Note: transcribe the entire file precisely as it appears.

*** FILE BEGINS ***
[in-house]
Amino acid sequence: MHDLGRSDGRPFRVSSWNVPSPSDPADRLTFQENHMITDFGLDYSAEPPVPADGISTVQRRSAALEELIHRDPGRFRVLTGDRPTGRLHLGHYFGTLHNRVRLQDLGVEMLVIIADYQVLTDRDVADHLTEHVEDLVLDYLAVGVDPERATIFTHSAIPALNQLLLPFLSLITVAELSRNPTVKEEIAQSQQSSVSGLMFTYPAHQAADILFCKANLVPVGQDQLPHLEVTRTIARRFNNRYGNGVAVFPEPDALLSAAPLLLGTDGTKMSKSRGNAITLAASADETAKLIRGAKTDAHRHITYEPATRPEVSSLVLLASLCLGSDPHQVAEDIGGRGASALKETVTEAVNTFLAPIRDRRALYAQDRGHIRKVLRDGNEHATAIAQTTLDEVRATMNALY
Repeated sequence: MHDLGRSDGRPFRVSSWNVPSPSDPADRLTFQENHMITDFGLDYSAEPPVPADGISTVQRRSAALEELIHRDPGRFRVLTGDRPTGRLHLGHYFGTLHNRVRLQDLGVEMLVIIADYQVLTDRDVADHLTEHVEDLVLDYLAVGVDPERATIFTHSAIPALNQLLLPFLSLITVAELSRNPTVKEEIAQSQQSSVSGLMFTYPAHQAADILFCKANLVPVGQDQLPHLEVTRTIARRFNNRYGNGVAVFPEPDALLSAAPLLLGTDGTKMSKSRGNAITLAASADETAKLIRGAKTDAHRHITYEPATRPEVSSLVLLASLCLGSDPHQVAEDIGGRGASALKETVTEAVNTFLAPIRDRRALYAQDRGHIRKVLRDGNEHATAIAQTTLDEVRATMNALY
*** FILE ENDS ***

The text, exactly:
[in-house]
Amino acid sequence: MHDLGRSDGRPFRVSSWNVPSPSDPADRLTFQENHMITDFGLDYSAEPPVPADGISTVQRRSAALEELIHRDPGRFRVLTGDRPTGRLHLGHYFGTLHNRVRLQDLGVEMLVIIADYQVLTDRDVADHLTEHVEDLVLDYLAVGVDPERATIFTHSAIPALNQLLLPFLSLITVAELSRNPTVKEEIAQSQQSSVSGLMFTYPAHQAADILFCKANLVPVGQDQLPHLEVTRTIARRFNNRYGNGVAVFPEPDALLSAAPLLLGTDGTKMSKSRGNAITLAASADETAKLIRGAKTDAHRHITYEPATRPEVSSLVLLASLCLGSDPHQVAEDIGGRGASALKETVTEAVNTFLAPIRDRRALYAQDRGHIRKVLRDGNEHATAIAQTTLDEVRATMNALY
Repeated sequence: MHDLGRSDGRPFRVSSWNVPSPSDPADRLTFQENHMITDFGLDYSAEPPVPADGISTVQRRSAALEELIHRDPGRFRVLTGDRPTGRLHLGHYFGTLHNRVRLQDLGVEMLVIIADYQVLTDRDVADHLTEHVEDLVLDYLAVGVDPERATIFTHSAIPALNQLLLPFLSLITVAELSRNPTVKEEIAQSQQSSVSGLMFTYPAHQAADILFCKANLVPVGQDQLPHLEVTRTIARRFNNRYGNGVAVFPEPDALLSAAPLLLGTDGTKMSKSRGNAITLAASADETAKLIRGAKTDAHRHITYEPATRPEVSSLVLLASLCLGSDPHQVAEDIGGRGASALKETVTEAVNTFLAPIRDRRALYAQDRGHIRKVLRDGNEHATAIAQTTLDEVRATMNALY